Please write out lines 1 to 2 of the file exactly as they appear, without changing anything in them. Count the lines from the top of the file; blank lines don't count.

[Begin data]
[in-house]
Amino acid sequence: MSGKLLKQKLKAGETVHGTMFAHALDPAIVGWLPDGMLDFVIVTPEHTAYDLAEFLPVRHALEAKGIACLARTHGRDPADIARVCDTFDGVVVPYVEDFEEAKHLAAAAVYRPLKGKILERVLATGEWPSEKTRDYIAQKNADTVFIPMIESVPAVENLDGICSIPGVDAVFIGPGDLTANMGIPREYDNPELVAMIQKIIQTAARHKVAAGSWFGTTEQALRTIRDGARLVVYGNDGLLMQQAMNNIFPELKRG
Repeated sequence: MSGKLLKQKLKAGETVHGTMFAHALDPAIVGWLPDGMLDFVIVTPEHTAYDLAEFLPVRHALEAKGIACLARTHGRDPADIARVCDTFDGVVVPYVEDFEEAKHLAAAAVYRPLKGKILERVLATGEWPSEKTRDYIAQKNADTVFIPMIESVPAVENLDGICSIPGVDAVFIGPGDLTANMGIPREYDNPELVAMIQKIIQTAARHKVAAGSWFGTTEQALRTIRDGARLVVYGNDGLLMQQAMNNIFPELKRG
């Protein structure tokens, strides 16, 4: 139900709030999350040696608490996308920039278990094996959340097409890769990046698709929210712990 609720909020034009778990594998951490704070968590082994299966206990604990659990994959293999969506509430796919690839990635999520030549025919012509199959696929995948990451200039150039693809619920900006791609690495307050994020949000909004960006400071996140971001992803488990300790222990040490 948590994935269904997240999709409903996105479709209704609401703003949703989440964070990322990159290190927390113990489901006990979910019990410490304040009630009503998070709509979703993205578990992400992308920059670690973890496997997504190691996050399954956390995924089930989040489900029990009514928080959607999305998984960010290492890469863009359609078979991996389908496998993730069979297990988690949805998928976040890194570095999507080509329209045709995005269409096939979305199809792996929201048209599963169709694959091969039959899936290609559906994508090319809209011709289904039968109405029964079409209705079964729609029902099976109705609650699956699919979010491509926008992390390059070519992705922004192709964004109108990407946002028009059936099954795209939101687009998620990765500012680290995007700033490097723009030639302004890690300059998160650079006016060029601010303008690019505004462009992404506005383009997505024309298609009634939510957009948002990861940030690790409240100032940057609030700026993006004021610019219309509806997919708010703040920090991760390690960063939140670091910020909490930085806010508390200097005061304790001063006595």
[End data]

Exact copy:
[in-house]
Amino acid sequence: MSGKLLKQKLKAGETVHGTMFAHALDPAIVGWLPDGMLDFVIVTPEHTAYDLAEFLPVRHALEAKGIACLARTHGRDPADIARVCDTFDGVVVPYVEDFEEAKHLAAAAVYRPLKGKILERVLATGEWPSEKTRDYIAQKNADTVFIPMIESVPAVENLDGICSIPGVDAVFIGPGDLTANMGIPREYDNPELVAMIQKIIQTAARHKVAAGSWFGTTEQALRTIRDGARLVVYGNDGLLMQQAMNNIFPELKRG